• Self-Restraint: Taystee gets herself shipped back to Litchfield shortly after her release because she prefers prison life to the outside world.
  • Serious Business:
    • The chicken, which is the stuff of legend at Litchfield.
    • CO O'Neil and doughnuts. Don't offer him a red velvet.
    • The Harry Potter books in Tastee's library. You can work your up to them after you've proven you're responsible with less important books, like The Odyssey or something.
  • The '70s: In season three's "Tongue Tied," a younger Norma's backstory starts in this decade. Also in season five's "The Tightening" Red's life in Soviet Russia is shown (circa 1977), and how she ended up in America with her husband Dimitri.
  • She Cleans Up Nicely: Flores, Nicky and Alex get makeovers from Flaca and Maritza in season 5.
  • Shiksa Goddess: Larry's father accuses Piper of being this for Larry, saying that his love for her is a result of her natural blonde hair being "exotic" for him.
  • Ship Tease:
    • Red and Healy get this through the latter half of Season 3.
    • The end of said season also hints at a possibility of a relationship between Poussey and Soso.
    • Suzanne and a new girl Maureen receive this in the same season.
  • Shout-Out:
    • Between Red and Nichols.
    ''"I thought I was, like, your Spock."
    • Larry references his American Pie character in the first episode
    "I tell you everything! The webcam horror, the penis shaving incident. How do I not know this?"
    • Bell calls Caputo a "pod person" when he tries to talk the COs out of forming a union.
    • The character who is able to smuggle contraband into the prison for other inmates is named Red.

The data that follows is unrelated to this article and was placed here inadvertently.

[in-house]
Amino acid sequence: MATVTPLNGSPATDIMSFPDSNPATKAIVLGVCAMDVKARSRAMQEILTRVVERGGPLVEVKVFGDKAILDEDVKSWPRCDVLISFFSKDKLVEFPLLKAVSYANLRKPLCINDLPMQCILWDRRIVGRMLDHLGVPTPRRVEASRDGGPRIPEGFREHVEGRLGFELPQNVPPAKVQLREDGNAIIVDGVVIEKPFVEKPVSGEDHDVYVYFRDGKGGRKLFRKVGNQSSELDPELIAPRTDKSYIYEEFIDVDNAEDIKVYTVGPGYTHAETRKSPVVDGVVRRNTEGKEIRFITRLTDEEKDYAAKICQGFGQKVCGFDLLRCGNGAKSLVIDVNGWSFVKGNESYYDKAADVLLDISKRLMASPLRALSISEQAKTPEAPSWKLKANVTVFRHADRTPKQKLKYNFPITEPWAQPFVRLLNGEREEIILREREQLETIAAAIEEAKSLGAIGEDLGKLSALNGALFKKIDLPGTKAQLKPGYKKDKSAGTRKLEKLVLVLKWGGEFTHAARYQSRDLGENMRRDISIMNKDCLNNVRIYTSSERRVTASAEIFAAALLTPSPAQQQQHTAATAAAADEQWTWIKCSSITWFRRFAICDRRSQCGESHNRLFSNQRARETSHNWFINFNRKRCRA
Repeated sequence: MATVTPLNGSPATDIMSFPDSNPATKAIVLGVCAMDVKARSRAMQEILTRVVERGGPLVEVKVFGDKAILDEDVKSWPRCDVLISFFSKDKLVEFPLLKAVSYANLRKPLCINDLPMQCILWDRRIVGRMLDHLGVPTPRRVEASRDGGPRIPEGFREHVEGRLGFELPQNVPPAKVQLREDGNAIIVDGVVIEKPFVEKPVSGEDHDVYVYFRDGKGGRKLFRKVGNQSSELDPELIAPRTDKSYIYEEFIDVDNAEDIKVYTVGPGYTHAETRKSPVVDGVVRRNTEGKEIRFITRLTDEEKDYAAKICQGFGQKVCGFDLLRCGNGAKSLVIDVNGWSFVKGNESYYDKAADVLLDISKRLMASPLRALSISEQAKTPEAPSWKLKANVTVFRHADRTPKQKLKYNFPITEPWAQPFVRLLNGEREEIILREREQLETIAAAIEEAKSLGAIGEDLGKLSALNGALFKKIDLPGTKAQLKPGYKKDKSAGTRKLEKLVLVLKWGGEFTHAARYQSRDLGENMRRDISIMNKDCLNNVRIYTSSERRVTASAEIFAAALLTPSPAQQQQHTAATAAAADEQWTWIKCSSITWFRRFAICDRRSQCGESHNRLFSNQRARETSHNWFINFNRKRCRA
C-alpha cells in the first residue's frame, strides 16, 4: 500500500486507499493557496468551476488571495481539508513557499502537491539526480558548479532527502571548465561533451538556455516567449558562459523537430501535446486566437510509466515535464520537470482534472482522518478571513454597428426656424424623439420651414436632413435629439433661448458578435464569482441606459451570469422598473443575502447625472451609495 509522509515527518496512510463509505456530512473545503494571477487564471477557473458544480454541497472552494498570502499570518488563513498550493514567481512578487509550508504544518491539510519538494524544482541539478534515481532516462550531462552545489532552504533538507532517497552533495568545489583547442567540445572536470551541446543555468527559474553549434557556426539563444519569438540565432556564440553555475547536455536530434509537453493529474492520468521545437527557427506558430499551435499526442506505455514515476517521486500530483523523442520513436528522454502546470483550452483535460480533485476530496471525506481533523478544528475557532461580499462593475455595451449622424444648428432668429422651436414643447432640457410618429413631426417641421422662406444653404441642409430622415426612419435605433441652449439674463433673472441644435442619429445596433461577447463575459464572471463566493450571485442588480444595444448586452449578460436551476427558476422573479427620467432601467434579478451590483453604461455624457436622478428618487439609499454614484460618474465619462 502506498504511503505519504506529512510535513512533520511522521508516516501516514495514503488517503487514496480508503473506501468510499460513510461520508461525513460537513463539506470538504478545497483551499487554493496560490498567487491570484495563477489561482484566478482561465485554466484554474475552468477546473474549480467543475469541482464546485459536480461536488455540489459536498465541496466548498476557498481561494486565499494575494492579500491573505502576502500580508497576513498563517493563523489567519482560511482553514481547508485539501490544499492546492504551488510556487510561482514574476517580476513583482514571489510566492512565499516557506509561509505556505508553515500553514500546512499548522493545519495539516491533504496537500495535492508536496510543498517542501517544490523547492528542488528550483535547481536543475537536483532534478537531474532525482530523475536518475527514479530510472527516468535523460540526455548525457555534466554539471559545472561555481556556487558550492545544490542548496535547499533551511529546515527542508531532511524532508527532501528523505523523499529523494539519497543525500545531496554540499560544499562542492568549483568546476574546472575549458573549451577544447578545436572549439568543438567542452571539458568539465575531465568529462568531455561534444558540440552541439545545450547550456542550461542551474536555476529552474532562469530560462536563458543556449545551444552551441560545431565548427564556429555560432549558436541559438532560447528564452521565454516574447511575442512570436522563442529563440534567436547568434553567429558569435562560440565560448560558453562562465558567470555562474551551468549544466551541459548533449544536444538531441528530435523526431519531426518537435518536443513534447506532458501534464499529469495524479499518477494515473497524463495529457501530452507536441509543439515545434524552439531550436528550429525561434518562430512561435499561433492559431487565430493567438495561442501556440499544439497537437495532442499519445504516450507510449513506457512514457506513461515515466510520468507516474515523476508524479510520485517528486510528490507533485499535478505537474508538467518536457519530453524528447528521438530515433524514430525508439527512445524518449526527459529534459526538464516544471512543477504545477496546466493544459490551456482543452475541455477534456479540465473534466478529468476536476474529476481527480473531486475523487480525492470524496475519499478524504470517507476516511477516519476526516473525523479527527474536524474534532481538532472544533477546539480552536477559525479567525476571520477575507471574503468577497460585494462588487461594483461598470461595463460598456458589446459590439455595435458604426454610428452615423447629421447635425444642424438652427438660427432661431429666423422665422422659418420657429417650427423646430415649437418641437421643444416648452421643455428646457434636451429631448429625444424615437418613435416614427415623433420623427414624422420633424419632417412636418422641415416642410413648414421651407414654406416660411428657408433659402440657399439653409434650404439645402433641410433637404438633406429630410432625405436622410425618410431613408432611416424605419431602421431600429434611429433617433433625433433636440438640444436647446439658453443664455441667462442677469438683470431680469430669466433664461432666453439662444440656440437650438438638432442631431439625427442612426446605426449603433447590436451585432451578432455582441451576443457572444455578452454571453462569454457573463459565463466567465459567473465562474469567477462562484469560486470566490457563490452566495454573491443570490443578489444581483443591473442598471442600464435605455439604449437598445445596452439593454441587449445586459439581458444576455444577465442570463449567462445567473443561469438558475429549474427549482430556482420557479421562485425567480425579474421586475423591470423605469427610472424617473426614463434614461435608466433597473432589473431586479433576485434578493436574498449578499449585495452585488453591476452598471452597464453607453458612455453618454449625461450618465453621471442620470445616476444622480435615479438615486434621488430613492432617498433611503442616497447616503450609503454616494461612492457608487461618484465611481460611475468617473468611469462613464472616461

• Suzanne asks whether they should give an overdose victim a shot to the heart, but is told that this is not Pulp Fiction.
    • Tastee is a huge Harry Potter fan. Naturally, Harry Potter references get brought up a lot by her and the black clique.
    Suzanne: If only we had an invisibility cloak.
  • Shown Their Work:
    • Piper gives a very accurate analysis of Robert Frost's poem "The Road Not Taken" in which she addresses the widespread misconception about its meaning.
    • If you freeze-frame on Nicky's bat mitzvah speech notes, you can see that "God" is written as "G-d," something that many observant Jews do, since writing God's name on something disposable is considered disrespectful.
  • Sinister Shiv: On multiple occasions. During orientation, inmates are shown a toothbrush with a razor blade melted into the handle (later, a similar implement is used by Pennsatucky in the shower). Pennsatucky also has a wooden crucifix that has been sharpened to a point. At one point, Piper accidentally takes a screwdriver from the electrical shop that causes the prison to go into a panic due to its potential use as a weapon ( and later, the same screwdriver is returned to Piper specifically to be used as a weapon). In the second season, one of the elderly inmates repeatedly stabs another inmate with a shiv after mistaking her for Vee. In the third season, Piper finds a shiv made of Jolly Rancher when searching for a cell phone and later uses it to send Stella to max.
  • Situational Sexuality: Particularly Morello. Subverted with Maritza and Flaca. While discussing how much they miss men, they attempt a half-hearted kiss, but it just doesn't appeal to them. Linda strikes up a relationship with Big Boo while pretending to be an inmate and seems to enjoy herself. Daya lampshades the trope in Season 6 after getting involved with Daddy.
    Daya: You never heard of "gay for the stay?" Cause I'm gonna stay in here forever.
  • Sleep Deprivation: Starts being coming an issue in Season 5 during the riot. Between drugs, coffee, adrenaline, and general excitement, several characters go the entire season (roughly three days) without any sleep.